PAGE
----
5 talking points ahead of Ireland v England

17 March 2017 12:08

The 2017 RBS 6 Nations draws to a close when Ireland host champions England at the Aviva Stadium on Saturday.

Here, we examine five talking points heading into the match.

Greatness awaits

Eddie Jones has urged England to obtain "greatness" by completing back to back Grand Slams, in the process becoming the first team to register 19 successive Test victories. Both would be magnificent achievements for a team that 17 months ago was picking through the ruins of the worst ever World Cup performance by a host nation.

Advantage England

Ireland's team announcement saw their odds of upsetting the champions lengthen, injury robbing them of half-back general Conor Murray and their imperious full-back Rob Kearney. In contrast, England are able to start Billy Vunipola at number eight and Anthony Watson on the right, restoring them close to full strength.

Lions auditions

Mouth-watering duels that will help shape Lions selection are scattered across the Aviva Stadium pitch, the front and back rows delivering the best of them. Sean O'Brien v James Haskell is a heavyweight showdown, as is CJ Stander's head-to-head with Maro Itoje. Ireland's young props will be looking to make their mark against more experienced opponents and can George Ford advance his case against Jonathan Sexton?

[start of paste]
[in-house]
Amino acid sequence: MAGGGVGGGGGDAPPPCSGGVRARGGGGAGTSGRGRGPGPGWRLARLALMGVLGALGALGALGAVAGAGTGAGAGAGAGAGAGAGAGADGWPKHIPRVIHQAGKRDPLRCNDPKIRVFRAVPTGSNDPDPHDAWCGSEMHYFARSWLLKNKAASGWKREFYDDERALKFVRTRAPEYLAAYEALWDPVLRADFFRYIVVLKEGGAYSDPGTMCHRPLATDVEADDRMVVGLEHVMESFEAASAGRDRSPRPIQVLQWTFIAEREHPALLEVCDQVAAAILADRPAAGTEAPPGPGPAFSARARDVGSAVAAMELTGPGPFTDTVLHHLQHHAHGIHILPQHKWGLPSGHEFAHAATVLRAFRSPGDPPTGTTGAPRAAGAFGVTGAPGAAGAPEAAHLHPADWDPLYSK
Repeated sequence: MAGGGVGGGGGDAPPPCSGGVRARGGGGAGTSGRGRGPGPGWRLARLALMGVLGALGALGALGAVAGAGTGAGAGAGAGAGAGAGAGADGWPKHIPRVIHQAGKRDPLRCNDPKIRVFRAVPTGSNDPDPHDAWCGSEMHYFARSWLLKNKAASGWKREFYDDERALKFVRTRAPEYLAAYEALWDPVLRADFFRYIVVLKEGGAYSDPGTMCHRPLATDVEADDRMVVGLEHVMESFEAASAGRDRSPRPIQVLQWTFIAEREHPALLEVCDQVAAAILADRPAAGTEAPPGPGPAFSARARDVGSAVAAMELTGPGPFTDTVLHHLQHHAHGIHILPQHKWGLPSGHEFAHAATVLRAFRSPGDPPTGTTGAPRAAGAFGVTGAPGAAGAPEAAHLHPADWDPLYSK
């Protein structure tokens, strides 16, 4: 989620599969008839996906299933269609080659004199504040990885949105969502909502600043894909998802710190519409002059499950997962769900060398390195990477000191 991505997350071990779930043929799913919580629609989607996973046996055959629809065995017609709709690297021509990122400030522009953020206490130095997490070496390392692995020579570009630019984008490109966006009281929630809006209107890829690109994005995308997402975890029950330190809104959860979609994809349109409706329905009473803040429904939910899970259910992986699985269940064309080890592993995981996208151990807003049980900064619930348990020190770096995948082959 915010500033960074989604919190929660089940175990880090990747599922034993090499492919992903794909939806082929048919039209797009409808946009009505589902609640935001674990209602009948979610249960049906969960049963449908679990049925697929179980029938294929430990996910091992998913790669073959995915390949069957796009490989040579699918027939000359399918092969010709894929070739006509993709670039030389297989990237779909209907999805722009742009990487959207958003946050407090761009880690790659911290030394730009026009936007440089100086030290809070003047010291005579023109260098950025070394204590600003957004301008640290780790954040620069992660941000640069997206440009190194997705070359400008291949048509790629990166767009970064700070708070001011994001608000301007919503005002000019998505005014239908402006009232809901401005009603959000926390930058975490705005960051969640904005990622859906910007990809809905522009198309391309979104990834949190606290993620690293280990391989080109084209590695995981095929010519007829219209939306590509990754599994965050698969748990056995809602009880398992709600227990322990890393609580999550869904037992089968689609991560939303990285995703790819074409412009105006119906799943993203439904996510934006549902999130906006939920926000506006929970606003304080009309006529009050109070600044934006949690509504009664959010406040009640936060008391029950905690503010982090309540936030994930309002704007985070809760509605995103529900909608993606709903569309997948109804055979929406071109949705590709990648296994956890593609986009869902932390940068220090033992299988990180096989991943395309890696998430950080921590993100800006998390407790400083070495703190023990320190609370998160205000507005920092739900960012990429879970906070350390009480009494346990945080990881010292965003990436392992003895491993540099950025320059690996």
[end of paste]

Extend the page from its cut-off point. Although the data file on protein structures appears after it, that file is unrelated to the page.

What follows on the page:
2011 revisited

Six years ago England travelled to Dublin intent on claiming the Grand Slam under Martin Johnson, only to be crushed 24-8. With the champions retaining four survivors from the starting XV that fell to Brian O'Driscoll's men that day, it has been used as a reference point during the build-up to prevent a repeat scenario.

Flash in the pan?

Who are the real Ireland - the team that ended New Zealand's 18-Test record-setting winning run in Chicago last autumn or a side that could fall substantially short of expectations by ending a Six Nations many expected them to take by storm with three defeats? Joe Schmidt has faced accusations that his team have become predictable and there is much for Ireland to prove.

Source: PA